Three myths Americans believe about abortion
At least in my circles of bioethics, moral theology and pro-life activism, the abortion debate is always red hot. We pay rapt attention to the news, science, law and ethical arguments related to the topic. But for most people this is not the case. While they likely have a generalized opinion about abortion, they generally and understandably avoid discussing or thinking about it.
But this may change, given that the Supreme Court has finally agreed to consider a case that may (as so many media outlets put it) “overturn Roe.” At stake is a Mississippi law that bans most abortions after 15 weeks into a pregnancy. Far more people are now paying close attention—both to the issue itself and to public opinion. Indeed, in the year leading up to a decision on this huge case, partisans will misrepresent the data in an effort to bend people to their narrative.
While most likely have a generalized opinion about abortion, they generally and understandably avoid discussing or thinking about it.
Here are three myths that you are likely to hear over and over again from now until June 2022, and why they need to be busted.
Myth No. 1: Americans generally support our current abortion law. This myth comes from the fact that somewhere between 60 and 70 percent say they do not want Roe v. Wade to be overturned. But it is not exactly clear what people mean when they say this. According to remarkably consistent polling from Gallup, for instance, about the same number of people who say they support Roe also say they support banning abortion after 12 weeks. This is totally incompatible with Roe, which only allows restriction of abortion after viability—which is now around 21 or 22 weeks gestation.
Most people simply do not know what the Roe decision said or did—or that it has largely been replaced by Planned Parenthood vs. Casey and its successors—and so it is in some ways unsurprising to find this tension. But the bottom line is that Americans strongly support making abortion illegal after 12 weeks (a position, it is worth noting, that is in line with many European abortion laws), or well before the threshold of the Mississippi law being challenged.
The idea that women support our current abortion laws at higher rates than men is false.
Myth No. 2: Women generally support our current permissive abortion laws while men generally want to impose more abortion restrictions. Despite being perceived as something close to common sense in many circles, this myth cannot last even with a quick glance at the data. In 2020, 53 percent of women and 43 percent of men identified as pro-choice; in 2019, 43 percent of women and 48 percent of men so identified. And abortion policy is much more complex than “pro-life/pro-choice.” A 2021 Marist poll co-sponsored by the Knights of Columbus, for example, offered respondents these six different options:
- Abortion should be available any time during pregnancy.
- Abortion should only be allowed in the first six months.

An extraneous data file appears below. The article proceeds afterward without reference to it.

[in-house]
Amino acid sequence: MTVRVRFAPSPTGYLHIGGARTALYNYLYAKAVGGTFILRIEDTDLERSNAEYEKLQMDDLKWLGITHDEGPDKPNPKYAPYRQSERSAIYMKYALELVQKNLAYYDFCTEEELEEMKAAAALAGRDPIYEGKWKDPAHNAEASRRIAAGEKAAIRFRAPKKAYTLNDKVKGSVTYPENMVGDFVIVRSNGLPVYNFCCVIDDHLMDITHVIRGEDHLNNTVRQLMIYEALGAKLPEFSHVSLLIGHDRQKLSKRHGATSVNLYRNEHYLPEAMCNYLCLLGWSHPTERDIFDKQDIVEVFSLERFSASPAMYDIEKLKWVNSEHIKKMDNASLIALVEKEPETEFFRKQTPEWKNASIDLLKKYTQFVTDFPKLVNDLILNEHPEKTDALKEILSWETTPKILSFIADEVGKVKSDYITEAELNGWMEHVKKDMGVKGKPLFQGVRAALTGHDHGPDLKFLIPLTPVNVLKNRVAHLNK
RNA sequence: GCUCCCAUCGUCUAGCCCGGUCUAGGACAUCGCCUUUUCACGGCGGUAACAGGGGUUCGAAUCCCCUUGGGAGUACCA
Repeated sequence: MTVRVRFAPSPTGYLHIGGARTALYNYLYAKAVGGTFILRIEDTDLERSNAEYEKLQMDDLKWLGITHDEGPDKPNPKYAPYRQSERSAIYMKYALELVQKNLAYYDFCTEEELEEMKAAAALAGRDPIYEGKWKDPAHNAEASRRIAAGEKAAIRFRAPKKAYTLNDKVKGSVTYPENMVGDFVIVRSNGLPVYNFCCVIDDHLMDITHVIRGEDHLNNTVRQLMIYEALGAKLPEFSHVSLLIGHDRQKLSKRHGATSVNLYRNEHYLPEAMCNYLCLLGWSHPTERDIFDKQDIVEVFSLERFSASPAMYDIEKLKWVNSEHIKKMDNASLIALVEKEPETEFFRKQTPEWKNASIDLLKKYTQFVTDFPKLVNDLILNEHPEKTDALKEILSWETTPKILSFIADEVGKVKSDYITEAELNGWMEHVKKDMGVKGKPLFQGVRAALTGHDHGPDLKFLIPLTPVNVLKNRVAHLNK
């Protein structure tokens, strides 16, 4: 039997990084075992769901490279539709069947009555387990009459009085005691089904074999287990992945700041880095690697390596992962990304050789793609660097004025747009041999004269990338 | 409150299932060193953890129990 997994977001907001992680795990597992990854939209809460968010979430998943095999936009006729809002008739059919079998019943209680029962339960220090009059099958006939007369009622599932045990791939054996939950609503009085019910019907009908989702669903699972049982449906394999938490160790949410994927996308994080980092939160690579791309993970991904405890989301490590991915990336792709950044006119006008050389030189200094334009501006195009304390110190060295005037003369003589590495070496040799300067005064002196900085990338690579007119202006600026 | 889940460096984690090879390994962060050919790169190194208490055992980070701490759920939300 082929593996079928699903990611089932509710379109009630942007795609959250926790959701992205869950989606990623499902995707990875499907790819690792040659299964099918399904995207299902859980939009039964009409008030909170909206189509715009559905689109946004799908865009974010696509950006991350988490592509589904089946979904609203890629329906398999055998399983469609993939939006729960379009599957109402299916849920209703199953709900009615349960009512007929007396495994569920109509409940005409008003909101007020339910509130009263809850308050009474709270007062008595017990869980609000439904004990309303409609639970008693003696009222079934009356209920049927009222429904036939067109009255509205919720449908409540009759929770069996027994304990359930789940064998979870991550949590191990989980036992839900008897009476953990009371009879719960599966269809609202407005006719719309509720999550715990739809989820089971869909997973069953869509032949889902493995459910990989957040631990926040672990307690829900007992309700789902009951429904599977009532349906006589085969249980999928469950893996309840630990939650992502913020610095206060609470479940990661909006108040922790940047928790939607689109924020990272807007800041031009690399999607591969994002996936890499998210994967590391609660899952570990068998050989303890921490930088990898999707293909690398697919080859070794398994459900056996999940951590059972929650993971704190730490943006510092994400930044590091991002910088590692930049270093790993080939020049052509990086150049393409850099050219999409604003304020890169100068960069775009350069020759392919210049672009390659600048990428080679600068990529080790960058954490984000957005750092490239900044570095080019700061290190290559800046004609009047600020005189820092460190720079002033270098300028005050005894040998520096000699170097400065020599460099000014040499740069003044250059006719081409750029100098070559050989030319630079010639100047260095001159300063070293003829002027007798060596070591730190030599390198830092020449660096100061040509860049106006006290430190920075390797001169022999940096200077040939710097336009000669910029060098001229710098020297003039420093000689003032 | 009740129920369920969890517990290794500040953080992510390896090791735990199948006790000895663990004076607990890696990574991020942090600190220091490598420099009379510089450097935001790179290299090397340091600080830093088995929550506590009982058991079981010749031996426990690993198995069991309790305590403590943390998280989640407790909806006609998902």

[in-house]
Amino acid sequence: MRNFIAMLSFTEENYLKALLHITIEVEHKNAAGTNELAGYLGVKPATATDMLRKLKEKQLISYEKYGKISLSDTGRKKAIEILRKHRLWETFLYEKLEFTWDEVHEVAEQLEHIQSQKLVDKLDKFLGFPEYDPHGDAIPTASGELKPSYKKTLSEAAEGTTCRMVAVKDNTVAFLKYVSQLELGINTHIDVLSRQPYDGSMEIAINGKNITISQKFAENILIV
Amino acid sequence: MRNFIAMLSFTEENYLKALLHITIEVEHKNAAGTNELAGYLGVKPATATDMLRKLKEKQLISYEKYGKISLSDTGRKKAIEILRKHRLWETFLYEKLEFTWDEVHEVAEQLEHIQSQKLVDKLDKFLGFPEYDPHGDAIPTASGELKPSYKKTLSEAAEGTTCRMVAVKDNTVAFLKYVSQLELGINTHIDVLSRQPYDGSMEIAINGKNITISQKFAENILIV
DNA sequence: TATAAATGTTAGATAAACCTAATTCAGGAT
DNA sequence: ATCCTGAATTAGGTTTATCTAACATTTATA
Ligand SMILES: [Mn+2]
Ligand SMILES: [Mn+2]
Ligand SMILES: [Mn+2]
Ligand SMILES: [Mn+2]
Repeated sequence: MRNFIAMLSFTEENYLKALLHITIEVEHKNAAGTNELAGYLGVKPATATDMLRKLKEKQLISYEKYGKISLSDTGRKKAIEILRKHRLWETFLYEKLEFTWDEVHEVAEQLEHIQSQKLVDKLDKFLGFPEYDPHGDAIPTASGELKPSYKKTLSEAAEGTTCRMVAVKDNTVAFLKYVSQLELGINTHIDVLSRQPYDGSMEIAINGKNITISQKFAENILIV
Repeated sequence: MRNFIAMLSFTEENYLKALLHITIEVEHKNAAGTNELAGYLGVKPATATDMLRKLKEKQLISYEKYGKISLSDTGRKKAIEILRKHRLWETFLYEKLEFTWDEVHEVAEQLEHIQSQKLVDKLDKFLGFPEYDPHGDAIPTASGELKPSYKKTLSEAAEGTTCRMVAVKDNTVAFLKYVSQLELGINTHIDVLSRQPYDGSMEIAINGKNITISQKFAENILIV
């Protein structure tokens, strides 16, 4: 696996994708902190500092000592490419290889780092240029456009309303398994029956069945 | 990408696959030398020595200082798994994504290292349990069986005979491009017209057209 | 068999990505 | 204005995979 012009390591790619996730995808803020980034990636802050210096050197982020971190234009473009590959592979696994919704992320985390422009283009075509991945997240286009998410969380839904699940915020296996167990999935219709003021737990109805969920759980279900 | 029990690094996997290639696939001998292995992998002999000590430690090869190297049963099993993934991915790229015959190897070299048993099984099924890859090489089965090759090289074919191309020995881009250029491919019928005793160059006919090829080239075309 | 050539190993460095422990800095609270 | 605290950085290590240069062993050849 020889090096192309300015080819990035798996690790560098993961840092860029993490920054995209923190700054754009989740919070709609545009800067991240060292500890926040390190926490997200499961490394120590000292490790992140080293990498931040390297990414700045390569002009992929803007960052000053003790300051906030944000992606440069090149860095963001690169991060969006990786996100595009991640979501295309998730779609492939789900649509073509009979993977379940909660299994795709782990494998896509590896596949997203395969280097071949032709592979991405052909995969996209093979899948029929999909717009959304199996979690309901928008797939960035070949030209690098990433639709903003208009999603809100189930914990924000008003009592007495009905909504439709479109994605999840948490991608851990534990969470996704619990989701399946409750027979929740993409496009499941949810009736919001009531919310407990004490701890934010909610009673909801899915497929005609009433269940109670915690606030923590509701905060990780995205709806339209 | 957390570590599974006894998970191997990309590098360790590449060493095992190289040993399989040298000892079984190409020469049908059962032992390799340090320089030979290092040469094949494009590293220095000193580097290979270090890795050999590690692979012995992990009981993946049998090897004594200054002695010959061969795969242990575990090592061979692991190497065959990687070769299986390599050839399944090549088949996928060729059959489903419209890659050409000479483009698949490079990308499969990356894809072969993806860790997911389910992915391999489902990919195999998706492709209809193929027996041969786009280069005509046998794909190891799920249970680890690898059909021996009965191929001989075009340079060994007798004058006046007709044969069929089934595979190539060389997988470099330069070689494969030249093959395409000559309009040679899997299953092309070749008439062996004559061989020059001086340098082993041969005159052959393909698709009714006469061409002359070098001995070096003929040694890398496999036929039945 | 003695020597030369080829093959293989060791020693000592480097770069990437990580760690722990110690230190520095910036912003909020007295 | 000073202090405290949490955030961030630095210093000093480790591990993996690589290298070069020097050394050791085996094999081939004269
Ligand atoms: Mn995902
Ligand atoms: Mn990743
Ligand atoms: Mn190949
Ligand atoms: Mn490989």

- Abortion should be allowed only in the first three months.
- Abortion should only be allowed in cases of rape, incest or to save the life of the mother.
- Abortion should only be allowed to save the life of the mother.
- Abortion should never be permitted in any circumstance.
Let’s call options 1-2 “more permissive” and options 3-6 “less permissive.” Using this terminology, 27 percent of men and 22 percent of women were in the “more permissive” camp. Furthermore, 13 percent of men and 6 percent of women thought abortion should be available only in the first six months—while 24 percent of men and 26 percent of women thought it should be available only in the first three months. This tracks with previous data suggesting that women support restrictions on abortion later in pregnancy at higher rates than men do. The idea, then, that women support our current abortion laws at higher rates than men is false. It is quite likely, in fact, that women approve of the Mississippi law more than men do.
Myth No. 3: Opposition to our abortion laws, and the pro-life movement itself, is rooted in white supremacy. It is revealing that, until recently, Planned Parenthood received virtually no public scrutiny (outside of the far right) for having clear and explicit roots in white supremacy, while the pro-life movement is regularly smeared with this most powerful of accusations. This seems to come from the popular but false idea that the pro-life movement began as part of the racist “Southern strategy” of the Republican Party that began in the late ’60s and accelerated in the early ’80s.
But as Daniel K. Williams has shown so brilliantly in his must-read history of the movement, pro-lifers were actually born in progressive circles, and the early movement was not only against abortion but also against the Vietnam War (and war in general). Furthermore, as I have written elsewhere, Black and Latino Democrats today are significantly more likely to support restrictions on abortion than are white Democrats. They often know firsthand, for instance, that vulnerable people of color have not been liberated by access to abortion and, indeed, many people of color feel coerced into what more privileged people think of as a “free choice.”
Pay close attention to these myths and how they are explicitly or implicitly being used over the next year. They must be busted at every turn if our public discussion is to be an informed one.
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